I am fascintated by this childish reaction.  I had really looked forward to meeting the new students, not in a superior 'I'm a big girl now' kind of a way but because I'd always enjoyed the experiences whilst I was a student, both of engineering and of theology.  Why now did I feel threatened by these new people?

    As a few of us compared notes, it seemed that the new cohort were far more vocal than we had been, and they were possibly masking their own insecurity with posturing.  Their numbers include some who are evidently more dogmatically of given theogolical persuasions and who make bold pronouncements that our little group probably wouldn't - after all we have been critiqued as being very nice to each other to the expense of theological thinking.

    Over coffee this morning I managed to chat to a small group of the first year students who looked tired and a tad shell-shocked.  Talking to some of us seemed to allow them to ask the questions they were too afraid to ask in the presence of their own, seemingly more confident colleagues.  The claim that we 'make it up as we go along' and 'don't know any theology either' seemed to reassure one or two.

    None of this much helps me to work out quite why I feel like a two-year old rather than the 'adult' I usually am in such circumstances.  I know I wasn't alone in this feeling but it is rather bizarre!  I'm sure these new 'babies' our 'parents' have brought into the 'home' are very lovely and that in time we'll look back and laugh at how we felt this weekend, but for now perhaps we have to scream and shout the confusion we cannot yet articulate!

    (Picture pinched from www.cartoonebooks.com)

  • As good as a rest..?

    Why is it that when you are on leave you wake up wide awake at 5 a.m. and then have to wait almost 3 hours for it to get light?  Ah well.  Nearly a week off this week (OWW preach on Sunday) during which I will finally get the bathroom painted (loud fanfare) and spend three days in Manchester at a DPT residential. In between times I am, hoping to get a bit of time just to 'be,' something I'm not too good at, but which I definitely need.  So it will be a little quieter in this bit of blogland.

  • Discombobulation

    Not a clue how to spell it, but it's a great word, and one some of my folk heard for the first time ever today when I used it in vestry prayers!  Thankfully, my prayer was answered and people seemed not to be too discombobulated by sitting cafe style.  But I was - before, during and after the event - by the hymn I'd selected to end the service.  BPW 308 'God is our strength and refuge.'  It sits there looking inncouous in the hymnbook, and the words, based on Psalm 46 are terrific.  The tune is well known, rousing, powerful and... well, here's the rub.... discombobulating.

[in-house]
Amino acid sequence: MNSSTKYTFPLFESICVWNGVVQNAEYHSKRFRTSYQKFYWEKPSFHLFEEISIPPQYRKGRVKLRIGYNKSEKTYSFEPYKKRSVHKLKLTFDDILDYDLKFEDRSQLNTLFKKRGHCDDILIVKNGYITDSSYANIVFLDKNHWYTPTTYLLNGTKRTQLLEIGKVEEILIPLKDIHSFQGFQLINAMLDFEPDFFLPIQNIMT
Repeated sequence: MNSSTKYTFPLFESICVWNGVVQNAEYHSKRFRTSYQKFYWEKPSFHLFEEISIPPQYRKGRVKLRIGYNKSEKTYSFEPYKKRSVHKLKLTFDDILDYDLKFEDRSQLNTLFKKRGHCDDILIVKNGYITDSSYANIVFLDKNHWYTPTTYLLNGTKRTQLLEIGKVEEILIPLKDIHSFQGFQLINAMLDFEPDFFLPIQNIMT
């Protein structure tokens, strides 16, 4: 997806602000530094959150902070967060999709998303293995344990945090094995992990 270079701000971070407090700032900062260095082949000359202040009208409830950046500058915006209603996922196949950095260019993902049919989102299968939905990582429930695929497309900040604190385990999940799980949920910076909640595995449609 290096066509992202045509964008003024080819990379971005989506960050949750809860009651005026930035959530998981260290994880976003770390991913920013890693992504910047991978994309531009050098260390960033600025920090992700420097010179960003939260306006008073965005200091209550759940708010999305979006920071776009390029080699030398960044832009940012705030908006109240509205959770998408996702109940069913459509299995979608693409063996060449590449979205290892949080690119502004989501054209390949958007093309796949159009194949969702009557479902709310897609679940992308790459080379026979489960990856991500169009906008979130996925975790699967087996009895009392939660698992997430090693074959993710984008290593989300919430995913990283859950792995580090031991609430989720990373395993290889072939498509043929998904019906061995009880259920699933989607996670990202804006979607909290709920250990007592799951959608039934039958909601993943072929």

The Dambuster's March - for many it conjures up images of torches played on tent ceilings and hands twisted to make goggles.  For others it speaks of triumphalist nationalism.  For some it speaks of heroism.  For some it speaks of the brutality of war and human inhumanity - dams breached and civilians drowned or made homeless, a nation crippled by ostensibly collateral damage.  I guess we all know the long term impact it had on Barnes Wallis.

    I was uncomfortable (don't want to wear out the lovely titular word) singing these words to this tune at the end of our harvest service when we'd thought about the ongoing struggles in Indonesia.  And yet...

    And yet, I think it was good to be disturbed, uncertain, troubled by what I was doing, because in some small measure it reflected the tensions that the psalm requires us to acknowledge.

    I don't know why Richard Bewes chose to write his hymn to fit this tune.  Maybe he just liked it; maybe he thought it had potential beyond the confines of a war film; maybe, just maybe, he was playing with a bit of irony, reclamation or discombobulation of his own.  If anyone knows, I'd be delighted to learn the 'story behind the hymn.'  In the meantime, I live with the tensions and am glad that God is present within them.